Graphic Novels – The Eleventh Hour Saviour of Literacy Around The World

…“There’s nothing more off-putting than just a block of text. We live in a 140-character world. Easy to digest is what we’re going for.”… ~ TomKickoff

Graphic Novels was one of my favourite units at uni. Traditional concepts and preconceived notions of what this media was, were shattered and I developed a deep respect for the pioneers of this genre.

The subversive nature of many of the comic books which predated the format graphic novels have become, tarnished social acceptance of one of the most powerful forms of communication developed in the last three hundred years that does not require electricity to function.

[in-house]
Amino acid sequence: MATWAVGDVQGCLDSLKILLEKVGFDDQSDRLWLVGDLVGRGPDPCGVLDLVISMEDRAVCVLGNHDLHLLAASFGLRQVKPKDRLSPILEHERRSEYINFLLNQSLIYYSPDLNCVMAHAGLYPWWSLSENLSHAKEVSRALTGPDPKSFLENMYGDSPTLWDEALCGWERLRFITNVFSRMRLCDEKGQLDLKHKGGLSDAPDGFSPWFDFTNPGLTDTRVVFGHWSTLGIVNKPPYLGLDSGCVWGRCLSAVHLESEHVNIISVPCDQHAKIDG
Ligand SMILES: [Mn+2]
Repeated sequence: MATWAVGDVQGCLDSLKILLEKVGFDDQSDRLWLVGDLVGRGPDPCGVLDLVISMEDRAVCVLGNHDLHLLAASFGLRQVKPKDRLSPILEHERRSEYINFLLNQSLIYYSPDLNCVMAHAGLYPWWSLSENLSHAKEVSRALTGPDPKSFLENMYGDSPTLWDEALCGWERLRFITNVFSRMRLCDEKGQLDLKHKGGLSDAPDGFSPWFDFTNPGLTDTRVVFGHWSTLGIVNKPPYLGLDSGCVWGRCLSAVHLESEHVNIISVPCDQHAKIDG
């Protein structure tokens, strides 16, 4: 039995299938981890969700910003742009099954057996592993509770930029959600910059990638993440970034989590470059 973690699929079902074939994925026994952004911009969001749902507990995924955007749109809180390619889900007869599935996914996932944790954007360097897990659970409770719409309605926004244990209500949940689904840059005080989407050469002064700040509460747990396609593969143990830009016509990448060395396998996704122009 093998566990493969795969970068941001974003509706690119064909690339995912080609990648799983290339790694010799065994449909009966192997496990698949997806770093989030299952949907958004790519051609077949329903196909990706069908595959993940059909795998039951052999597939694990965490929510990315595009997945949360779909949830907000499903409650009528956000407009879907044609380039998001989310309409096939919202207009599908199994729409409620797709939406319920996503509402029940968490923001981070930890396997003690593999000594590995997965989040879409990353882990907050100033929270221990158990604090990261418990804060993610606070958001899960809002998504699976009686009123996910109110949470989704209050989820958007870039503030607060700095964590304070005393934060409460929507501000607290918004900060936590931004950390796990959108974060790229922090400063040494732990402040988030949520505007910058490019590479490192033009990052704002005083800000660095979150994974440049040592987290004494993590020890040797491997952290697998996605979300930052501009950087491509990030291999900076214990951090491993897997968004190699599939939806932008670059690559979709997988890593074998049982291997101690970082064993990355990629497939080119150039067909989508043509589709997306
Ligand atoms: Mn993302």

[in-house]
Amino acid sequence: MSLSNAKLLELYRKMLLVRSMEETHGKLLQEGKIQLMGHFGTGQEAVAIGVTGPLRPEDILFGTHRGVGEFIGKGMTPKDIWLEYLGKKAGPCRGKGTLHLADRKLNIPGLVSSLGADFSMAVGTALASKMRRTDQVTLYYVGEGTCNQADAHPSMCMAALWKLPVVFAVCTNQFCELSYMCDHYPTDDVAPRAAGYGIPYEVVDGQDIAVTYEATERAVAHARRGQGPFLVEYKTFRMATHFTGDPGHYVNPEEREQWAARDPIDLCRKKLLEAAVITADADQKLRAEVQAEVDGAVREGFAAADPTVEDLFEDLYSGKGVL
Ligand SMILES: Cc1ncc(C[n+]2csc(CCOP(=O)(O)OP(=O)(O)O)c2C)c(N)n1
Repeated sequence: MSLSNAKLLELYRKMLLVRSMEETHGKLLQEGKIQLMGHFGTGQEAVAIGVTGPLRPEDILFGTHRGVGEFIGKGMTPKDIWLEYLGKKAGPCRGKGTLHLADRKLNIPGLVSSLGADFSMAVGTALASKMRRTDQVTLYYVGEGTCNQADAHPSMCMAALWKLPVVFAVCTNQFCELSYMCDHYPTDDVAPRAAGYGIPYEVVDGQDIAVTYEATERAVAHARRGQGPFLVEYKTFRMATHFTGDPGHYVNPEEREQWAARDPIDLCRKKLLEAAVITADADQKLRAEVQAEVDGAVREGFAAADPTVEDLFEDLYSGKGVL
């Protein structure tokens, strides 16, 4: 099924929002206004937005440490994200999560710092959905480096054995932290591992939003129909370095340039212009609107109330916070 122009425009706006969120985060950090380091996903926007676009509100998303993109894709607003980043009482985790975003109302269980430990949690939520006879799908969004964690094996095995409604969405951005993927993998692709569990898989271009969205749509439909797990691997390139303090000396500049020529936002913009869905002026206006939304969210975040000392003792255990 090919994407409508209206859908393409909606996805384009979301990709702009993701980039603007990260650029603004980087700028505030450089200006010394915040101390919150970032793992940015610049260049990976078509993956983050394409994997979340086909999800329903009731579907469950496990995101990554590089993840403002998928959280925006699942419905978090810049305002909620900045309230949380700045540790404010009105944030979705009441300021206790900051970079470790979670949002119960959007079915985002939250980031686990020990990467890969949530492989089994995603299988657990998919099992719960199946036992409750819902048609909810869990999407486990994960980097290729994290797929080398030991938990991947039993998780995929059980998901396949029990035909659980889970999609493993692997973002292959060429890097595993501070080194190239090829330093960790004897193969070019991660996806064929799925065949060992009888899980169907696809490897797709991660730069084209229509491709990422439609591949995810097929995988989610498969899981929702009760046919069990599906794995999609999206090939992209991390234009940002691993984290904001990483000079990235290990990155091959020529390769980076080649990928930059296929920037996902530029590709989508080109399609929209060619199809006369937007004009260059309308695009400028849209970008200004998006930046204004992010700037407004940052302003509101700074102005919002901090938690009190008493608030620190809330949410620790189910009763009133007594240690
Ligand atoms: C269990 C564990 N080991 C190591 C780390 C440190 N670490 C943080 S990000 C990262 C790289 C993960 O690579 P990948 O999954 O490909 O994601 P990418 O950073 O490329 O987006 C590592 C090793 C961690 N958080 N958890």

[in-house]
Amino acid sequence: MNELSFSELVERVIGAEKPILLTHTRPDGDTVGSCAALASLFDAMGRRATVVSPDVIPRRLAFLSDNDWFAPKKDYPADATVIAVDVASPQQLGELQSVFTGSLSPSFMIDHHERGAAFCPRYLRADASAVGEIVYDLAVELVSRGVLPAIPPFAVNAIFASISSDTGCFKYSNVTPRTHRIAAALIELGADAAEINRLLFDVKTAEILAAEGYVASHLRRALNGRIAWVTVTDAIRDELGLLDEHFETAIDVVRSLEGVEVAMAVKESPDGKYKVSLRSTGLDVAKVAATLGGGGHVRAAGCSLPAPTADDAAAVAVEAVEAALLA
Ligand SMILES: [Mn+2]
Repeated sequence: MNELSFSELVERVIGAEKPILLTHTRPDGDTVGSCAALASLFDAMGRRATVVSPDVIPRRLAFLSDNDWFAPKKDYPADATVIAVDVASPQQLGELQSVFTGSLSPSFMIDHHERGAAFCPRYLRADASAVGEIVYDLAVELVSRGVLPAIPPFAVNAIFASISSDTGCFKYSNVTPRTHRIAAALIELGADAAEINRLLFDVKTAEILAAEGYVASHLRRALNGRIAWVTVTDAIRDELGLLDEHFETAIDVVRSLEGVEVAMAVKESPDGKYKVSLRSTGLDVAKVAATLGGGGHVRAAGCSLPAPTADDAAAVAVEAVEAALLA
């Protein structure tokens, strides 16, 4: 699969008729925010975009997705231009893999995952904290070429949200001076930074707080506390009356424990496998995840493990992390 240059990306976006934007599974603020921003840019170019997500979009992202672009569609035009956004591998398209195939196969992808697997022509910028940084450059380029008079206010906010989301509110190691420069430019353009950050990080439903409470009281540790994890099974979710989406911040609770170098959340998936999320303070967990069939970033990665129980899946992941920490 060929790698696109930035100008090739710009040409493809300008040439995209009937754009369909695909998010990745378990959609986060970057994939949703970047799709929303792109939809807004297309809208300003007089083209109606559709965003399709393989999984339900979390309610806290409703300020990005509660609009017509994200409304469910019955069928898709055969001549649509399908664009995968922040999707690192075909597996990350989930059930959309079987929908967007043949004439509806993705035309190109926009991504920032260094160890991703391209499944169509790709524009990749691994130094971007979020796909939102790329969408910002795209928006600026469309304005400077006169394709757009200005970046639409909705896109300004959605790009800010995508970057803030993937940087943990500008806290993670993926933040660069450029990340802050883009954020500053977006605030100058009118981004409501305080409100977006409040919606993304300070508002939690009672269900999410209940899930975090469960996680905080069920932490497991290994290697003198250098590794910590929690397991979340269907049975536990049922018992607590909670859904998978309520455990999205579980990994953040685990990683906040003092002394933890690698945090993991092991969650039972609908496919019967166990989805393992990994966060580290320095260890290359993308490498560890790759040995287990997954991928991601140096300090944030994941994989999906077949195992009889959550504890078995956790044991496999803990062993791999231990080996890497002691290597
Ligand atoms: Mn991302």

Art Speigelman created Maus, and this two novel story shattered predefined boundaries of what graphic novels might have been. Maus exposed the reality of the Holocaust in ways that photorealism couldn’t. Created when the Holocaust was still firmly within the boundaries of living memory, it could easily have been lost in this collective story and memory. The stark black and white, hand drawn images which relied on texture, line and form rather than shade, was densely symbolic. There were no shades of grey, nothing that could be disputed, nothing could be concealed or alluded to by shadows.